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The combination of the antibiotics piperacillin-tazobactam and vancomycin is so often used as empirical antibiotic coverage for severe infections in hospitalized patients that it's been dubbed "Vosyn." Vancomycin's nephrotoxicity is well-known, requiring close monitoring of serum levels; pip-tazo has been seen to prolong increased creatinine levels (without significant known direct nephrotoxicity). Reports have surfaced in the literature of higher observed rates of renal failure among patients treated with combination vancomycin-pip-tazo.
Rutter et al performed a retrospective cohort analysis to assess the incidence of renal failure among adults without preexisting kidney disease who received either piperacillin-tazobactam, vancomycin, or both in combination at a single medical center.
They analyzed data from 11,650 patients, of whom 14% developed acute kidney injury by RIFLE criteria. The analysis suggested increased risk from combination vancomycin/pip/tazo:
- 21% of patients receiving vanco/pip/tazo experienced AKI;
- 8% receiving vancomycin or pip-tazo alone developed AKI.
Obviously, patients getting combination therapy were sicker (confounding by indication). A approximately twofold risk for AKI with combination vanco/pip/tazo persisted after multivariate adjustment. It is impossible to rule out the possibility of residual confounding in such a study, so the results are inconclusive.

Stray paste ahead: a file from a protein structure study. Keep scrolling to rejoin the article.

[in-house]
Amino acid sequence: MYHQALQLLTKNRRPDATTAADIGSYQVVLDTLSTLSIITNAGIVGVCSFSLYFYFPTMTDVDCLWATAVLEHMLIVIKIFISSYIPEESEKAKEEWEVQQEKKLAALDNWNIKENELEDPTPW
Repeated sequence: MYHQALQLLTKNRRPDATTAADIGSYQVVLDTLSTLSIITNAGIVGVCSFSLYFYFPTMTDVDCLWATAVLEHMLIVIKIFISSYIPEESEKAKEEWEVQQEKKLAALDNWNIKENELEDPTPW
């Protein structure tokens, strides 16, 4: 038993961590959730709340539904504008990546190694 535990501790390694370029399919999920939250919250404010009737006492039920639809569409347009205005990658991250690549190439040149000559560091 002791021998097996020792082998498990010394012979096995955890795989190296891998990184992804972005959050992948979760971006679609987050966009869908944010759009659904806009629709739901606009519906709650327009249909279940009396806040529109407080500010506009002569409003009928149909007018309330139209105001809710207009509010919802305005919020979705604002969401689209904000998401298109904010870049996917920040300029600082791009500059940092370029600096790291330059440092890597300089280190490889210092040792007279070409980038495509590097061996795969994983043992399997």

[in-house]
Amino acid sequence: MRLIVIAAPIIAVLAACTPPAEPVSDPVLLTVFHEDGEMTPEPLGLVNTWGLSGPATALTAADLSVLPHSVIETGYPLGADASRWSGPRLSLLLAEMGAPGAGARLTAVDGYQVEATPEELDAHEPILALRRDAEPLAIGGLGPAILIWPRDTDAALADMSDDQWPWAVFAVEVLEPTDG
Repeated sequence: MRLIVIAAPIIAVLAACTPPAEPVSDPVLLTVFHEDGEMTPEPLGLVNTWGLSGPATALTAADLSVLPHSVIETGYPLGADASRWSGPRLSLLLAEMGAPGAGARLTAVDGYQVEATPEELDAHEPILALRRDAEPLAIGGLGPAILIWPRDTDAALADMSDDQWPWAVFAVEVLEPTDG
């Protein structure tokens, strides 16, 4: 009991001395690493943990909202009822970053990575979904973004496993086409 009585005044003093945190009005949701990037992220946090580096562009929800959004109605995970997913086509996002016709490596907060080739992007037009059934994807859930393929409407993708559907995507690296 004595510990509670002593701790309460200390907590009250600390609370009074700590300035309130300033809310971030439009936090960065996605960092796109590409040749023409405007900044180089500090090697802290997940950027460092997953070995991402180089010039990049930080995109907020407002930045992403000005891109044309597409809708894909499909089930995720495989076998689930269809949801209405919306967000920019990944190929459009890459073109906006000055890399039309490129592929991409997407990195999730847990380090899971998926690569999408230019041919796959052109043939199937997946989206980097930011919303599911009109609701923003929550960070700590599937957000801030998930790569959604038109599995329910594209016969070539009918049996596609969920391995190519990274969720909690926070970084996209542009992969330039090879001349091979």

A smaller study published in 2017 had similar findings, but also suffered from the same limitation of retrospective design and potential confounding by indication.
No studies (including this one) have closely associated piperacillin-tazobactam with an increased risk for AKI requiring renal replacement therapy, which would be a much more clinically important and relevant finding. This was a retrospective single-center study and should be considered hypothesis-generating at best.
Nevertheless, the study findings should encourage physicians and ICU pharmacists to take the usual care in dosing pip-tazo and vancomycin, with close serum vancomycin monitoring especially in patients receiving the combination. Antibiotics should be de-escalated as soon as feasible, such as discontinuing vancomycin if MRSA is not a serious concern. Following procalcitonin levels, along with blood culture results, leukocytosis and temperature curves, can help give physicians confidence in safely discontinuing or narrowing antibiotics.
Source: Journal of Hospital Medicine